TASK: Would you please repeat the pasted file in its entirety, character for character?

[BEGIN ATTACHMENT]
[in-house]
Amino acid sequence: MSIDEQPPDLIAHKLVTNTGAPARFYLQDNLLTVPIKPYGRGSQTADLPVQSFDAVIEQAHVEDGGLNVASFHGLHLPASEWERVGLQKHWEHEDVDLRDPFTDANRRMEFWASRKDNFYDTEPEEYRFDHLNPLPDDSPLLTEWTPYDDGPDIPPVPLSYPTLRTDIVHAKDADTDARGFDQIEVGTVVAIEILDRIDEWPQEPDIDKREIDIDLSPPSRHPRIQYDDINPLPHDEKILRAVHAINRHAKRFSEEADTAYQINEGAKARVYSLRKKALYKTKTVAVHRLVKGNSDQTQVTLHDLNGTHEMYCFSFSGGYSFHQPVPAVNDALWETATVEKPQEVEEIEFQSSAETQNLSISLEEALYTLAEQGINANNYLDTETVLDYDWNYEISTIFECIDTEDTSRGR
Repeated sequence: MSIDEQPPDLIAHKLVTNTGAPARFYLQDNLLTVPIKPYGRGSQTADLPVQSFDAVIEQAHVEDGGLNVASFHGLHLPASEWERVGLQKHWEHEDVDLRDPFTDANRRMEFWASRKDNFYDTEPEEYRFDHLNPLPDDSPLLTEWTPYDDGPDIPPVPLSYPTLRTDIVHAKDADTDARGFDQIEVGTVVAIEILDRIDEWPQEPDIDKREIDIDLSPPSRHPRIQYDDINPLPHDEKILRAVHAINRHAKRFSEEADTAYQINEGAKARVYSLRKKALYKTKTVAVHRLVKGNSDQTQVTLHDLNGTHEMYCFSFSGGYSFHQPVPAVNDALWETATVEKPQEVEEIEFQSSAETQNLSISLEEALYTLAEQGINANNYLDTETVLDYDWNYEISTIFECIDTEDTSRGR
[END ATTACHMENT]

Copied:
[in-house]
Amino acid sequence: MSIDEQPPDLIAHKLVTNTGAPARFYLQDNLLTVPIKPYGRGSQTADLPVQSFDAVIEQAHVEDGGLNVASFHGLHLPASEWERVGLQKHWEHEDVDLRDPFTDANRRMEFWASRKDNFYDTEPEEYRFDHLNPLPDDSPLLTEWTPYDDGPDIPPVPLSYPTLRTDIVHAKDADTDARGFDQIEVGTVVAIEILDRIDEWPQEPDIDKREIDIDLSPPSRHPRIQYDDINPLPHDEKILRAVHAINRHAKRFSEEADTAYQINEGAKARVYSLRKKALYKTKTVAVHRLVKGNSDQTQVTLHDLNGTHEMYCFSFSGGYSFHQPVPAVNDALWETATVEKPQEVEEIEFQSSAETQNLSISLEEALYTLAEQGINANNYLDTETVLDYDWNYEISTIFECIDTEDTSRGR
Repeated sequence: MSIDEQPPDLIAHKLVTNTGAPARFYLQDNLLTVPIKPYGRGSQTADLPVQSFDAVIEQAHVEDGGLNVASFHGLHLPASEWERVGLQKHWEHEDVDLRDPFTDANRRMEFWASRKDNFYDTEPEEYRFDHLNPLPDDSPLLTEWTPYDDGPDIPPVPLSYPTLRTDIVHAKDADTDARGFDQIEVGTVVAIEILDRIDEWPQEPDIDKREIDIDLSPPSRHPRIQYDDINPLPHDEKILRAVHAINRHAKRFSEEADTAYQINEGAKARVYSLRKKALYKTKTVAVHRLVKGNSDQTQVTLHDLNGTHEMYCFSFSGGYSFHQPVPAVNDALWETATVEKPQEVEEIEFQSSAETQNLSISLEEALYTLAEQGINANNYLDTETVLDYDWNYEISTIFECIDTEDTSRGR